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|Title:||Three Essays on Modeling Asset Returns: A Nonparametric Approach|
|Authors:||Shamsi Zamenjani, Azam|
|Abstract:||This thesis examines three important topics in empirical finance: The nonparametric conditional beta, the propagation of risks between markets, and the predictability of the market return density using economics and financial variables. First, I introduce a model that links the conditional beta to the second order conditional moments of returns. A key insight of my approach is that if the joint distribution of stock returns and market returns are correctly specified, then it follows that their contemporaneous pricing relationship is completely determined by the associated conditional distribution. The model that I propose is able to study the effects of a big shock in the market on the beta of an individual stock or a portfolio. This approach allows the beta to be a flexible function of the sign and size of the market portfolio which is absent in the finance literature. My results demonstrate that beta does depend on the market portfolio in a nonlinear manner. This carries implications for systematic risk measurement significantly different than what we have in a fixed parametric model. My model nests the Gaussian and Student-t distribution as special cases but importantly allows for deviations from the elliptic family of distributions. This includes asymmetric distributions. I extend the model to include more assets and provide a test to see if other factors are priced. My empirical results illustrate that in the event of big shocks in the market the firm's beta coefficient can go down or shoot up, depending on the market conditions (volatility). Second, I extend the literature on the spillover effects or contagion effects that focus on the transmission of shocks through moments to spillover effects on the conditional density and seek to shed greater light on the contemporaneous information transmission between markets. The objective is to develop a joint model of returns on two different markets governed by an in infinite mixture model from which the conditional density of the first market given the returns of the other market can be derived. This enables us to study how a shock in one market influences the contemporaneous and future (one-day-ahead, one-week-ahead, and one-month ahead) conditional density of the other market. This makes it possible to explore the contemporaneous spillover effects of big shocks in one market on various features of the density of the other market such as conditional expected return, volatility, skewness and kurtosis, and value at risk. Third, I investigate the predictability of the market return density using financial and macroeconomic variables. The objective is to develop a Bayesian nonparametric model of the distribution of market returns where the weights of the mixture change over time. Available information on financial and macroeconomic variables is employed to predict the weights of the mixture components in the predictive density of market returns over time. This permits the density of market returns to be unknown and to change over time. Moreover, the proposed model examines whether certain financial and macroeconomic variables convey any useful information about the predictive density which extends the literature on an important question in empirical finance, the predictability of market return. Using the proposed stick-breaking model, instead of focusing only on the conditional mean or variance of market return, I investigate whether these variables are useful in predicting the entire density of stock returns through predicting the time-varying weights of the mixture density. I seek to predict features of the market return density in addition to what is captured by the first and second moments. This matters in empirical distributions in finance and economics where we might have heavy tails and asymmetry. I provide evidence that these features can be of great value in applications such as asset allocation and risk management. I evaluate the incremental improvement in the predicted density of market returns statistically by the log predictive likelihood criteria and economically by a portfolio selection application.|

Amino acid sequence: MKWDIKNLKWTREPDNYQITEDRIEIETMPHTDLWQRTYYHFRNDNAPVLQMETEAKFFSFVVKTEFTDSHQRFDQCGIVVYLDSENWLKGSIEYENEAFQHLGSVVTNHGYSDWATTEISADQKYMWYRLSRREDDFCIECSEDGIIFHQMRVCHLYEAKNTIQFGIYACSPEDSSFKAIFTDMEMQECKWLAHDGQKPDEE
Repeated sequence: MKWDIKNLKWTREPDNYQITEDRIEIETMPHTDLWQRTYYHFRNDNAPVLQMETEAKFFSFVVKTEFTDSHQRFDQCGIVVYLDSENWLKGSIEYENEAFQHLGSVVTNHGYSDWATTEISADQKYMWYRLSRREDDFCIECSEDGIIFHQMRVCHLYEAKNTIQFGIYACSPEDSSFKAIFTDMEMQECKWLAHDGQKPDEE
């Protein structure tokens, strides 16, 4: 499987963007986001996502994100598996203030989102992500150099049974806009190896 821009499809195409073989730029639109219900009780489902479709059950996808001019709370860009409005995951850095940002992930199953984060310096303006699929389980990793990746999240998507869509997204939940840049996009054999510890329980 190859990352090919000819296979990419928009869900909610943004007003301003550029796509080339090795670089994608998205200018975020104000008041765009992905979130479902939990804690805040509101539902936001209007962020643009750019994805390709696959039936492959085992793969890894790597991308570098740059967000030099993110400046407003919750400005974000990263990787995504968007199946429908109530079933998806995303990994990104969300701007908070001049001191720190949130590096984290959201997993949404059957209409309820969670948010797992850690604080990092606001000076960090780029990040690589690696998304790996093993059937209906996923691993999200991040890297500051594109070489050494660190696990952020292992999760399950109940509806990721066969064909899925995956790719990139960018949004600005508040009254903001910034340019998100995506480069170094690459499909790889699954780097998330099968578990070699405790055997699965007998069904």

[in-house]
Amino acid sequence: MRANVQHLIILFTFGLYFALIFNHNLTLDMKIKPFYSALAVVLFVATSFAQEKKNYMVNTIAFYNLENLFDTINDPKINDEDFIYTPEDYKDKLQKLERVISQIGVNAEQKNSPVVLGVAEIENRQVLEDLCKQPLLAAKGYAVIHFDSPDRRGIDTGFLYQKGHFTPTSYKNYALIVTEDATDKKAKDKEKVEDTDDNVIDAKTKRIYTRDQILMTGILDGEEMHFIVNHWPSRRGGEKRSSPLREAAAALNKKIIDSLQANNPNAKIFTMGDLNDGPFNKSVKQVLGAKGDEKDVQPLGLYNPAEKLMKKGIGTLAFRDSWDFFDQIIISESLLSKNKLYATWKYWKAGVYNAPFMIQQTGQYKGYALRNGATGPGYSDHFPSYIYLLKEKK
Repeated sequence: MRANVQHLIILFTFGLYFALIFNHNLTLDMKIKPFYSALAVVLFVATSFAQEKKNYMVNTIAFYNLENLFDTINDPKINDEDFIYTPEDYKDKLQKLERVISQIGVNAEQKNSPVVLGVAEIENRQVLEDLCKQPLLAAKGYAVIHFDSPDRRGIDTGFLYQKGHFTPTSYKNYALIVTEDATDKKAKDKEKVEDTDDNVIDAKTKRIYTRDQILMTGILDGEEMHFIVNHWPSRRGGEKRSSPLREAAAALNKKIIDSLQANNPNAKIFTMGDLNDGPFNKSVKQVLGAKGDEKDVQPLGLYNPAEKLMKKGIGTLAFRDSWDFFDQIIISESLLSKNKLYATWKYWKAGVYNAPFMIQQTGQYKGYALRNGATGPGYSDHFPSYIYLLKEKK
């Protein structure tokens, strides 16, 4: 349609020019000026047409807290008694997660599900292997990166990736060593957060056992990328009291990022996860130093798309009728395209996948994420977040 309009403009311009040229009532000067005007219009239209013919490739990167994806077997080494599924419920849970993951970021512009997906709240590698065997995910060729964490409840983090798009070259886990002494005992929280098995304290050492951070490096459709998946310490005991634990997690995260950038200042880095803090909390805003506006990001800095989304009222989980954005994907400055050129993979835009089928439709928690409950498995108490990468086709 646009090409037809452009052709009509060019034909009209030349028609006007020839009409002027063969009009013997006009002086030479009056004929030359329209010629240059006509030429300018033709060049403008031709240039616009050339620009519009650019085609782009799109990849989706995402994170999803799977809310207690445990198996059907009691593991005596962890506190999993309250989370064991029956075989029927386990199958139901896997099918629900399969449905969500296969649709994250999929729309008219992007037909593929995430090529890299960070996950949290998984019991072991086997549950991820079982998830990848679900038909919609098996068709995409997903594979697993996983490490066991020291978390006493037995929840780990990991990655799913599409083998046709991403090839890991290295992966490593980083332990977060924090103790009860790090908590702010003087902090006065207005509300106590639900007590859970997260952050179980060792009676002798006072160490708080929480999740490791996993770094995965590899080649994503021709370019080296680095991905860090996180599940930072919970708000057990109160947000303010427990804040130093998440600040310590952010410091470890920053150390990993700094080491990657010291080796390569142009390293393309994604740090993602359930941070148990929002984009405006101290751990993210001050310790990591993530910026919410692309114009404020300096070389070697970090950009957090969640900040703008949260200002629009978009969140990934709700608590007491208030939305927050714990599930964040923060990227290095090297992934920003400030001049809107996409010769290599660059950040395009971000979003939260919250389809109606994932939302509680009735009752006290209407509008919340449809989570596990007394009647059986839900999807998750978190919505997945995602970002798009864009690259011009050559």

|Appears in Collections:||Open Access Dissertations and Theses|
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|Dissertation - Azam Shamsi.pdf||17.04 MB||Adobe PDF||View/Open|
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